• No voice capabilities. Of course, mobile phone carriers don’t have plans that would really have supported adding a voice-capable device to your plan at a reasonable rate, but it would be great if the Galaxy Tab should share your mobile phone’s number (which it could with Google Voice), and you could occasionally carry just your Tab and leave your phone at home. It certainly isn’t a replacement for a phone, but with voice capabilities, I could see attending a conference with nothing more than a Tab. No laptop, and no phone. Just your Tab, a bluetooth headset, and a big cup of coffee.
  • Non-USB cable. The last thing in the world I need is another type of cable to worry about. Now I need iOS device cables, USB cables for Android devices, and this third kind of cable which seems to be an inversion of the iPhone cable. Why didn’t they just use USB? Perhaps it would have been too slow the charge the battery (which is already pretty slow)? I don’t know, but it was a bad decision.
  • Price. Although I really like this device and plan on taking it everywhere, $600 is still a significant investment. $399 is the right price for the Galaxy Tab at this point, and $299 makes it a complete no-brainer impulse buy. I’m hoping we’ll see the prices come down on 7″ Android tablets as we see more competition, and as components become cheaper.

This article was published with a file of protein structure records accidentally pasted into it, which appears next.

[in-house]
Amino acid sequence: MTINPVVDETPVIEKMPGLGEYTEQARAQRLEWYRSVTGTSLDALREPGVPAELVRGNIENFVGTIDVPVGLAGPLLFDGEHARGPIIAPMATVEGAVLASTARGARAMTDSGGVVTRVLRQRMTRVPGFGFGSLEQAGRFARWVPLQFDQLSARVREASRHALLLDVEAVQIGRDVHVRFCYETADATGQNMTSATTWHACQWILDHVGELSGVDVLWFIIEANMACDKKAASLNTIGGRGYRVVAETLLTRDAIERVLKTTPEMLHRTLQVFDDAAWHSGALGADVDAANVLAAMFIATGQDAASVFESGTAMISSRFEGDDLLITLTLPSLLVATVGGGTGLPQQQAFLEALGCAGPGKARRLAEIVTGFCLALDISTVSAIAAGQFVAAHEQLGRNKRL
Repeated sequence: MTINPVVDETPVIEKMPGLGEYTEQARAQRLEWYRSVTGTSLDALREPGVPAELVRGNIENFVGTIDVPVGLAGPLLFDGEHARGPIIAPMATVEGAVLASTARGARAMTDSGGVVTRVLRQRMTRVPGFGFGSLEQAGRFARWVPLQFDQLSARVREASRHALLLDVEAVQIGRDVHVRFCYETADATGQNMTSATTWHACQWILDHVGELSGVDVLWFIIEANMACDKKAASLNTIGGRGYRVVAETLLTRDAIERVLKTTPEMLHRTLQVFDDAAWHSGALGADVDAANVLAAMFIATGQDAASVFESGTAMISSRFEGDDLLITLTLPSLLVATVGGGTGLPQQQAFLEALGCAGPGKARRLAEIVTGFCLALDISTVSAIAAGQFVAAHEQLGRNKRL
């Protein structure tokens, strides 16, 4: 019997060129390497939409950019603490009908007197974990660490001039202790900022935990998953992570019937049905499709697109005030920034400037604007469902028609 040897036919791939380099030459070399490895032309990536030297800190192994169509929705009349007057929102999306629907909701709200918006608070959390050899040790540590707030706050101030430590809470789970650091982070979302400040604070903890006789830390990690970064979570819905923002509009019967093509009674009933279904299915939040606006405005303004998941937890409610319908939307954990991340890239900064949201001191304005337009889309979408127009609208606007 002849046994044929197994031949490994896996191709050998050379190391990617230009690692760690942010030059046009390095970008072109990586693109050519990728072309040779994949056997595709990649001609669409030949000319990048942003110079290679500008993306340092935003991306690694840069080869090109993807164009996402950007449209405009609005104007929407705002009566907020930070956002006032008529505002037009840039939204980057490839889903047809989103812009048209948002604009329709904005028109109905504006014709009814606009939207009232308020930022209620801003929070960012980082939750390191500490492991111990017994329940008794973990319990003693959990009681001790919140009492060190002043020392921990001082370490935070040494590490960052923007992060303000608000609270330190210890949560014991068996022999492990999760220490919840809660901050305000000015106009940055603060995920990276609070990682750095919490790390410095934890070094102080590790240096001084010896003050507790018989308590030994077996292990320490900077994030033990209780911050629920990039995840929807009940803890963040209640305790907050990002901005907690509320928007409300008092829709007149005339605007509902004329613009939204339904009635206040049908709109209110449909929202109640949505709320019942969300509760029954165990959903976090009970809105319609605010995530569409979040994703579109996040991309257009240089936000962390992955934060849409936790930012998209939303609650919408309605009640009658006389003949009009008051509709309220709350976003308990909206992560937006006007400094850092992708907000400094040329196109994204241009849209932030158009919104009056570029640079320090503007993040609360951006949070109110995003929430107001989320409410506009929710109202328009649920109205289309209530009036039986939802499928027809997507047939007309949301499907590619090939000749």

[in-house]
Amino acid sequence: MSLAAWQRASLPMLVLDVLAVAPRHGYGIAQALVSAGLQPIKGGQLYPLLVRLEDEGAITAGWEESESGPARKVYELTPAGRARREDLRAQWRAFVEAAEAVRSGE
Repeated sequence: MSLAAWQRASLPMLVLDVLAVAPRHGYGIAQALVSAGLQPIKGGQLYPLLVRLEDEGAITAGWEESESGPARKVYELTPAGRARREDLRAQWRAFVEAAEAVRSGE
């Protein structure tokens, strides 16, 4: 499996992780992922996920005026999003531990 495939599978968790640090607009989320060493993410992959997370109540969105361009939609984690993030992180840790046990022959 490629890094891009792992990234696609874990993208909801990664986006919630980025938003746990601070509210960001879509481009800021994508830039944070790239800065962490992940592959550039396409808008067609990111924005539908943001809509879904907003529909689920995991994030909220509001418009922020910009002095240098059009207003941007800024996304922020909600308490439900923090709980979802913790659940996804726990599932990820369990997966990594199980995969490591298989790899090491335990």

To Summarize

The overall feeling I get from the Samsung Galaxy Tab is that it’s a really good indication of things to come. It feels very much like the original iPhone to me: a breath of fresh air, but destined to be quickly replaced with more refined models at much more realistic prices. Although I’m very attached to the Galaxy Tab, something tells me that in 6 to 12 months — and certainly no more than 18 — I’ll look back on the Tab as nothing more than a gateway into real 7″ Android tablets. Until then, however, I’m going to enjoy it.

3 thoughts on “Review of the Galaxy Tab: the Good and the Bad

  1. Well, we in love with the same entity. I haven’t experienced some of the problems noted above but that is perhaps because I have T-Mobile data with unlimited data. I find that I keep it playing music all day even when I am not using other functions. I have previously used Windows Mobile operating systems for my phone and in comparison, setting up this device was great fun and really close to seamless. One thing that Pogue mentions that is not highlighted is the Swype keyboard. That input method is so easy, fast, and amazingly accurate that I can no longer tolerate tapping my input. I have am waiting for an app for voice command and voice to text input like Dragon. All the options I tried are completely innacurate on voice dialing contacts. One worked well for opening applications though. I to have had this device in my purse every moment, every place I go since purchasing it (a real asset for those who always carry relatively small bags with them). Although I pay alot for the dataplan, I found the T-Mobile staff to be incredibly accomodating and to make sure I left the store with a fully functional product. They even installed the screen protector much better than I have ever accomplished. If there will be better choices in 18 months, that’s okay. My data contract will be just about up by then.


  2. My biggest pet peeve at the moment (I just got mine) is that the browser defaults to mobile websites where applicable. I have as yet not found a way to disable this.
    At at the price I paid it is good value for money, about 200USD on a contract (with voice call enabled) I would have no problem recommending it. But at 600USD I would def. look elsewhere.